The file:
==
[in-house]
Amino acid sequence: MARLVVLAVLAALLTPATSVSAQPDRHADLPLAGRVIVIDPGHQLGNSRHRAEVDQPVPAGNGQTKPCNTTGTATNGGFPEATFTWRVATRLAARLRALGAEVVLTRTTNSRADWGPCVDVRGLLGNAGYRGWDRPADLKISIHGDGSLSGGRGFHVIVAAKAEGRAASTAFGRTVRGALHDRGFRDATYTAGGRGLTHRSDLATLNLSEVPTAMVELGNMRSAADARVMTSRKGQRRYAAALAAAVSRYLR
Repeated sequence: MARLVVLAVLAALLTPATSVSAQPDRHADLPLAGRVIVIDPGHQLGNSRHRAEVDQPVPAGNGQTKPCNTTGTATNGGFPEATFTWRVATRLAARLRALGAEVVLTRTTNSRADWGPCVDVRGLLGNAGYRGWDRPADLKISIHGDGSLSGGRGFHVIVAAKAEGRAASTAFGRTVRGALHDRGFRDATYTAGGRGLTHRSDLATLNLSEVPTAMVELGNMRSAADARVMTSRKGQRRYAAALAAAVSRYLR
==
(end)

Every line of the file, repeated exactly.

[in-house]
Amino acid sequence: MARLVVLAVLAALLTPATSVSAQPDRHADLPLAGRVIVIDPGHQLGNSRHRAEVDQPVPAGNGQTKPCNTTGTATNGGFPEATFTWRVATRLAARLRALGAEVVLTRTTNSRADWGPCVDVRGLLGNAGYRGWDRPADLKISIHGDGSLSGGRGFHVIVAAKAEGRAASTAFGRTVRGALHDRGFRDATYTAGGRGLTHRSDLATLNLSEVPTAMVELGNMRSAADARVMTSRKGQRRYAAALAAAVSRYLR
Repeated sequence: MARLVVLAVLAALLTPATSVSAQPDRHADLPLAGRVIVIDPGHQLGNSRHRAEVDQPVPAGNGQTKPCNTTGTATNGGFPEATFTWRVATRLAARLRALGAEVVLTRTTNSRADWGPCVDVRGLLGNAGYRGWDRPADLKISIHGDGSLSGGRGFHVIVAAKAEGRAASTAFGRTVRGALHDRGFRDATYTAGGRGLTHRSDLATLNLSEVPTAMVELGNMRSAADARVMTSRKGQRRYAAALAAAVSRYLR